If the US continues to boost its anti-missile capabilities through developing missile defense system in Europe, Russia may have no other option but to withdraw from the Strategic Arms Reduction Treaty (START), warns the Russian Foreign Ministry’s top disarmament official, Mikhail Ulyanov. The news comes as the US’s ballistic missile defense destroyer has been deployed in Spain to strengthen NATO’s anti-missile shield in Europe.
The move, allegedly aimed at neutralizing the Iranian threat, has sparked polemics about Russia’s possible withdrawal from the START nuclear treaty.
Deployment of the Navy destroyer USS Donald Cook, equipped with the Aegis shipboard integrated combat weapons system, was announced by the US Defense Secretary Chuck Hagel at the Munich Security Conference.
“An important posture enhancement is European missile defense in response to ballistic missile threats from Iran,” Hagel said, adding that the US is committed “to deploying missile defense architecture there,” as a part of Phase 3 of the European Phased Adaptive Approach (EPAA).
Hagel also said that over the next two years, three additional Aegis-enabled missile defense-capable destroyers will join NATO forces in protecting the European continent.
“We are concerned that the US is continuing to build up missile defense capability without considering the interests and concerns of Russia,” Ulyanov told Interfax. “Such a policy can undermine strategic stability and lead to a situation where Russia will be forced to exercise [its] right of withdrawal from the [START] treaty.”
Ulyanov said that the legal basis for Moscow scraping the START treaty is legislated for within the text of the agreement, which Russia says it has so far fully implemented. In certain exceptional cases, involving a known threat to national security, both Russia and the US have the option to quit the treaty.
“As at September last year Russia had 473 deployed carriers with 1,400 warheads, the USA – 809 and 1,688 respectively. The figures are constantly changing – there are reductions in some places and increases are possible in others. The main thing is to reach set levels by the agreed date,” he said in an interview with Interfax.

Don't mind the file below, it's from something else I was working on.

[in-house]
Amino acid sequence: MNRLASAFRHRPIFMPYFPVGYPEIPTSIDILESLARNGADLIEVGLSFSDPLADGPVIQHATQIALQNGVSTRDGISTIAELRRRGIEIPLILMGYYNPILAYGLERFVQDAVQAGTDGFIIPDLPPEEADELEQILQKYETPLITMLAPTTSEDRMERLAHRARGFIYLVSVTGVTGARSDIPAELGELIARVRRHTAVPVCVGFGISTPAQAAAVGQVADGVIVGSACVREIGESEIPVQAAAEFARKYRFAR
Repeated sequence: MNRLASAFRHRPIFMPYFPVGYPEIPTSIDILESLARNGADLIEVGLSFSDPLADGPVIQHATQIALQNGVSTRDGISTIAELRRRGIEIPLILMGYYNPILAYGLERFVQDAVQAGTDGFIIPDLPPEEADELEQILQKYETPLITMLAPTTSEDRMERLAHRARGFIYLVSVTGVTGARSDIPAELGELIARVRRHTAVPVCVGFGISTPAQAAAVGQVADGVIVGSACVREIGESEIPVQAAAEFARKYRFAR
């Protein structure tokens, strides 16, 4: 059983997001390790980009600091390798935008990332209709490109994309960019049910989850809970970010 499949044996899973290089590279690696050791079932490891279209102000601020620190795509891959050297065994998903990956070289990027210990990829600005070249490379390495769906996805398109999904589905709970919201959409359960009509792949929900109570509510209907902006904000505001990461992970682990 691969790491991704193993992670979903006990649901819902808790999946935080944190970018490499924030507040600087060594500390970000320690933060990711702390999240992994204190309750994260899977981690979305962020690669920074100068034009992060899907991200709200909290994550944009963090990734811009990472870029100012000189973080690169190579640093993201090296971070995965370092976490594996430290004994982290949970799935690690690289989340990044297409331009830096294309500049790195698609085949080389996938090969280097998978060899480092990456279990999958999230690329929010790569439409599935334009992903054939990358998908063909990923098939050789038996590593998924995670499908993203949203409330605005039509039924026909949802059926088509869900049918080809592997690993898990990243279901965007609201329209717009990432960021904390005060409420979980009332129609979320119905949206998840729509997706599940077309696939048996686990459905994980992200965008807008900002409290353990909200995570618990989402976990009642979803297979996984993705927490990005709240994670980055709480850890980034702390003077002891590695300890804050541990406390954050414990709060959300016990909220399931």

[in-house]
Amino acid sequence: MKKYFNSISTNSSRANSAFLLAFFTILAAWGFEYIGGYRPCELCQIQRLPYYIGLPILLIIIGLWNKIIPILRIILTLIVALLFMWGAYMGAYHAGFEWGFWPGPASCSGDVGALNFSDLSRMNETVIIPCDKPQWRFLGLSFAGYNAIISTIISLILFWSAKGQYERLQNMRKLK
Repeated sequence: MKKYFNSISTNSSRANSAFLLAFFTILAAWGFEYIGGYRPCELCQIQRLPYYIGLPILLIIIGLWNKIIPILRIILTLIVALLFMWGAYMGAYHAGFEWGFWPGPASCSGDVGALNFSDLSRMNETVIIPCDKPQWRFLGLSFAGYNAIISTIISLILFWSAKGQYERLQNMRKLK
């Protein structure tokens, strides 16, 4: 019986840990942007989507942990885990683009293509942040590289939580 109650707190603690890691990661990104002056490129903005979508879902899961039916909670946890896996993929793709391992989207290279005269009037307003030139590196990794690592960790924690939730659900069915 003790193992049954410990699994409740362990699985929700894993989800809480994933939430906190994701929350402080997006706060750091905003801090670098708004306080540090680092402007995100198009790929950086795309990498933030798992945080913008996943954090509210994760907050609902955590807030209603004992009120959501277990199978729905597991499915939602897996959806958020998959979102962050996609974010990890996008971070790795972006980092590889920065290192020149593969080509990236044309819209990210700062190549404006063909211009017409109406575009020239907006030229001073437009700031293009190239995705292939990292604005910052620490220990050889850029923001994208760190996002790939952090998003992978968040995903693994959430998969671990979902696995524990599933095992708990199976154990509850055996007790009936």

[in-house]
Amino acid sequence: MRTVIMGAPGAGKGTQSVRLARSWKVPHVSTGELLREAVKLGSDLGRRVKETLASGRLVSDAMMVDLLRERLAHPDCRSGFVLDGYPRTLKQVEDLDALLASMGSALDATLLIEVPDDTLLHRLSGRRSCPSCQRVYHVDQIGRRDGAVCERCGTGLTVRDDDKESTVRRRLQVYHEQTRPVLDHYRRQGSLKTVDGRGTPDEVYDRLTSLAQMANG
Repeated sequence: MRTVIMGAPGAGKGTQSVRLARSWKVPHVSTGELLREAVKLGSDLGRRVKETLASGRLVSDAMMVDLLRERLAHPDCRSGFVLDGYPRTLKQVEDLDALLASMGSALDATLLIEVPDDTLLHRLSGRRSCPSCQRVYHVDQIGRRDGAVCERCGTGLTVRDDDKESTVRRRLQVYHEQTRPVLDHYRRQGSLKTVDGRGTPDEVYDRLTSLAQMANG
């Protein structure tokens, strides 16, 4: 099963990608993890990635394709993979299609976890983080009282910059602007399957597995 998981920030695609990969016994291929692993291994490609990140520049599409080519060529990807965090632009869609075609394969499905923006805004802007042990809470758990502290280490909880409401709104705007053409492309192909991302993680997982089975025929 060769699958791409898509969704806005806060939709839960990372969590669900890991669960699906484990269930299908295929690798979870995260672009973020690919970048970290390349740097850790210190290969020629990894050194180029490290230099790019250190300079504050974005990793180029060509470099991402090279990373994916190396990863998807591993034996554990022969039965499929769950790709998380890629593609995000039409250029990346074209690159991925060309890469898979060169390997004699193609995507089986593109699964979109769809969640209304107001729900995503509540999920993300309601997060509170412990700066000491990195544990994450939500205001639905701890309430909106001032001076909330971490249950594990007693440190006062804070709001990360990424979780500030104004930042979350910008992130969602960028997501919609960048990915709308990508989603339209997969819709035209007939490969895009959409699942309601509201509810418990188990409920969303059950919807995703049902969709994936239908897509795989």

He reminded Interfax that START III implies that the sides should reach the level of 700 deployed intercontinental ballistic missiles (ICBM), submarine launched ballistic missiles (SLBM) and heavy bombers (HB), 1,550 warheads on them and 800 deployed or undeployed launchers of ICBM, SLBM and HB in seven years after its enforcement, i.e. in 2018.
“No intermediate stages are implied. This gives the sides the possibility to flexibly build programs, adapting their strategic potential to the requirements of the treaty,” Ulyanov said.Besides, the treaty is not limited to the ceilings. “In fact only eight lines in a package of over 300 pages consisting of the treaty, protocol and addenda deal with them,” Ulyanov said.”
Thus, the implementation of the new START Treaty is a much broader and more multifaceted task that the implementation of provisions of Article II. It is apparent already now that the sides will have their hands full even after 2018 when the levels stipulated by it are reached,” Ulyanov concluded.
Russia does not intend to disclose information about the storage locations for its tactical nuclear weapons or about their amount, director of the Russian Foreign Ministry department for security and disarmament Mikhail Ulyanov has said.
“Yes, we are invited to adopt some confidence-building measures by disclosing the storage places of the armaments and their quantity. But whom will it make life easier for, if we disclose such information? Only for terrorists. Should we be creating problems there where they are absent so far?” he wondered in an interview with Interfax.
Commenting on the calls from the United States and NATO to reduce Russian tactical nuclear armaments Ulyanov said: “The subject of Russian tactical nuclear armament is far-fetched and fanned quite artificially”.[More]